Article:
FYI, Kissinger and Putin have a long history. I think they are friends of a sort. IIRC Putin has used Kissinger as an advisor/consultant (which is Kissinger's current business) over the years.

Found this in my archives, from June 2014... http://rt.com/op-edge/165932-lincoln-confederates-terrorists-ukraine/
One anecdotal example Cohen cited is Obama’s refusal to talk to former Secretary of State Henry Kissinger. “I have heard – whether it’s true or not I don’t know – that President Obama has declined to meet privately with Henry Kissinger, who sees Putin twice a year. Kissinger probably knows Putin better than any American statesmen alive today and who has been consulted by so many presidents. Think what we might about Kissinger’s past, but he has already declared his criticism of American policy towards Russia. And Obama wouldn’t want to spend an hour with him, asking ‘Are we doing something wrong? Are we misperceiving the situation?’”

It's possible that this Kissinger visit brings messages from the Borg, despite the Borg not having been pleased with Kissinger's advice on Russia in the past... we'll see.



I understand that you think front shortening and organized retreat a la Model may not be in the cards for the Jihadis at this point. So they can either run to safe havens in Turkey; fight to annihilation, or surrender.

There might be a fourth option: Reorganize into small units and attack SAA supply lines. SAA cannot draw from a deep manpower pool, so the more its logistics is attacked, the more it has to shuffle reserve units to defend them instead of using these units to sustain momentum. With this kind of harassment, Jihadis may cede cities at the end, but they can hold onto the countryside.




Front shortening? What does that mean? No. if they attempt to play the guerrilla interdiction game against a force with greatly superior mobile firepower, they will be defeated in detail all over the land they formerly held. Contrary to the mythology of the subject guerrillas are just a nuisance. The Vietnamese communists were truly formidable because of their regular forces, not the guerrillas. We beat them. The French, as I have written here before, defeated the Algerian FLN. So long as Russia stands by the Syrian government the "opposition" are f----d. pl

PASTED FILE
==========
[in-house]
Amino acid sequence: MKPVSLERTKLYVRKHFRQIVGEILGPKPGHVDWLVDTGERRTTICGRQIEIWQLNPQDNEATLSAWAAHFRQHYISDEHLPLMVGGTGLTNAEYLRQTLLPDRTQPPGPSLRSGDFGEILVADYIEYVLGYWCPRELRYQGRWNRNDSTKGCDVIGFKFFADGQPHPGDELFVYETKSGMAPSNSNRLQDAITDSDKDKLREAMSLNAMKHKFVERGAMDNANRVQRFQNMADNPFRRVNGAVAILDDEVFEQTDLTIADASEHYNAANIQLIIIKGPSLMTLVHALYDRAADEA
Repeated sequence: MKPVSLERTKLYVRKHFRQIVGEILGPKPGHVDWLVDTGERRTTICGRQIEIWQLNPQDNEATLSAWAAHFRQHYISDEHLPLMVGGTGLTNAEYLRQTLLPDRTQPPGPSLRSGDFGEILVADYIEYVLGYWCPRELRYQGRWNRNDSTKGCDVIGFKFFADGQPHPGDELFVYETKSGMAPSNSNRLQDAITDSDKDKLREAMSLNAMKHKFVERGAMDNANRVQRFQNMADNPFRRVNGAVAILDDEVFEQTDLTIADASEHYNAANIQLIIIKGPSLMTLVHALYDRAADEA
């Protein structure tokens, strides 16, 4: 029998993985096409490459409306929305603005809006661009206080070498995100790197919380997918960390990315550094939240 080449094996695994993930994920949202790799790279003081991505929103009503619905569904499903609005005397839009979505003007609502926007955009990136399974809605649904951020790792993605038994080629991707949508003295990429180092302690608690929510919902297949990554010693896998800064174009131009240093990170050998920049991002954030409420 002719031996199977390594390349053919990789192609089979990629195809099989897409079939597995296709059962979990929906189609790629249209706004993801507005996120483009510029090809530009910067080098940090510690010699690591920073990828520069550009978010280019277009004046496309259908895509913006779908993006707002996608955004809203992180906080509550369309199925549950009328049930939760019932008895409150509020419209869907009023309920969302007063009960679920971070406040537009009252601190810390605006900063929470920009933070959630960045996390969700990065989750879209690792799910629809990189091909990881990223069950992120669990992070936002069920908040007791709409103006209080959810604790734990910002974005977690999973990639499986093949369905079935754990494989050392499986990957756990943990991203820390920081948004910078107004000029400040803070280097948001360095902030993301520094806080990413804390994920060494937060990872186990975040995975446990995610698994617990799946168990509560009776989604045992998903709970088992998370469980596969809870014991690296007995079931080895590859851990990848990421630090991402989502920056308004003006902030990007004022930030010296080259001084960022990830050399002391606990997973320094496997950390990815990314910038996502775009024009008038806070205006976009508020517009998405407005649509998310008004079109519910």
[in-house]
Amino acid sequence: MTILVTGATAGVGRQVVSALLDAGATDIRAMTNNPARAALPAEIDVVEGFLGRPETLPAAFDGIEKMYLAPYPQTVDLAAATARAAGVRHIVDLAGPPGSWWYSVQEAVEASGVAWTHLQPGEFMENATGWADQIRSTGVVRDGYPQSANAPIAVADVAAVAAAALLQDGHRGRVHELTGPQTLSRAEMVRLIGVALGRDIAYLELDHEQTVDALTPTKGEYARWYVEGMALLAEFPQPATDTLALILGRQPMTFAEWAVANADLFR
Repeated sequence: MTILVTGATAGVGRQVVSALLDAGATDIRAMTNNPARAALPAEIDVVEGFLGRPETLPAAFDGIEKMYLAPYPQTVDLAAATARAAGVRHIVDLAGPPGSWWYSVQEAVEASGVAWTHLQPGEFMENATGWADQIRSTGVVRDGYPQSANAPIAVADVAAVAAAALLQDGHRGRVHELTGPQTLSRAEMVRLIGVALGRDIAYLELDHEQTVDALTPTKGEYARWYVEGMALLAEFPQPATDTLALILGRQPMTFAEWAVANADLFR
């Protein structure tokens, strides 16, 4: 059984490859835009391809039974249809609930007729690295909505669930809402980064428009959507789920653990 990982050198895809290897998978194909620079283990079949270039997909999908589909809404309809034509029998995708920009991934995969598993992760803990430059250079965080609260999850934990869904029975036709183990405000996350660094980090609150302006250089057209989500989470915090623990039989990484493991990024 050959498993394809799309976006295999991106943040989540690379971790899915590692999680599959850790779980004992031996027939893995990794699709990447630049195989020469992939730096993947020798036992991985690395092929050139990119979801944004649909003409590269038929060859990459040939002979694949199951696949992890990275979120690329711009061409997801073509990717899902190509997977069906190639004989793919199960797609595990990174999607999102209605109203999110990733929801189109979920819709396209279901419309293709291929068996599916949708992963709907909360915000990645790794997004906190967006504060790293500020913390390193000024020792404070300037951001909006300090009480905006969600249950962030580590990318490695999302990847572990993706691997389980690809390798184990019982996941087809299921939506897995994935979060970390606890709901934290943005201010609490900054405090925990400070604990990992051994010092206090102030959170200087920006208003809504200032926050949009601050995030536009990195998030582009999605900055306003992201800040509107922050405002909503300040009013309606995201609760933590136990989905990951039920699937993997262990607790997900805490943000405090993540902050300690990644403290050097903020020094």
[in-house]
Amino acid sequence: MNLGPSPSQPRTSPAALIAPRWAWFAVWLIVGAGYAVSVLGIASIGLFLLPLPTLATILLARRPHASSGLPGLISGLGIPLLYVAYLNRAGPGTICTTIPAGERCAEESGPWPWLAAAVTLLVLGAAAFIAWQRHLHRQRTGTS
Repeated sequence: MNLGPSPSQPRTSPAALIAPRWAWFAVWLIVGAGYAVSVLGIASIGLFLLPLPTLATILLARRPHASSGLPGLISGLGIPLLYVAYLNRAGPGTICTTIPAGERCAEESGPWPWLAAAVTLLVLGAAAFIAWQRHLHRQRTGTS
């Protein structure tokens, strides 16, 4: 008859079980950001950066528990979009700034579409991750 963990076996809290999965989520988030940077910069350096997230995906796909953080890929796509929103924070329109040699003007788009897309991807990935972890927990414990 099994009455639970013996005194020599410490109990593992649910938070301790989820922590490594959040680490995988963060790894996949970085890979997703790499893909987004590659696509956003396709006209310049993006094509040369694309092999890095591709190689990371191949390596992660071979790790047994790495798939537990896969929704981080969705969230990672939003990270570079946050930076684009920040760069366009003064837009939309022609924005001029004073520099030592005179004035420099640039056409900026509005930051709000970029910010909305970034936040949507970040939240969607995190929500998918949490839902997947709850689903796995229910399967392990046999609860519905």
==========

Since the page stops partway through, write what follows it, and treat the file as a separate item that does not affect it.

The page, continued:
Balint Somkuti

Emad. In order to have the slightest chance as a guerilla you need to have a populace which is completely supportive towards ur case. I cant see it the areas we discuss.

Generalfeldmarschall von Hindenburg

I should think that in an urban environment, the jihadis are not necessarily going to be able to go to ground and hide. The local population would want to hide them. Events going the way they are, looking for favor from the official government by ratting out jihadis - especially foreigners - would seem to offer a better deal to the average citizen?

Generalfeldmarschall von Hindenburg

Just after I read through this, I discovered: http://www.almasdarnews.com/article/islamist-rebels-reopen-southern-aleppo-supply-line-seizing-al-khalidiyah/

So combat is ongoing. The jIhadis may be throwing all they've got into holding the windpipe open- otherwise Aleppo is lost and they won't be getting it back.


Here's an article in Vineyard of the Saker, by a Russian who has hunted Chechen guerrillas.

It illustrates Hobbes' view of life in the state of nature as being solitary, poor, nasty, brutish and short.



There was much blathering on NPR yesterday about , my words here, eternal Jihadi resistance in Syria. Josh Landis did a good job of pushing back. However, the mythology as you put it, is embedded in the minds of many otherwise educated and thoughtful people. JMH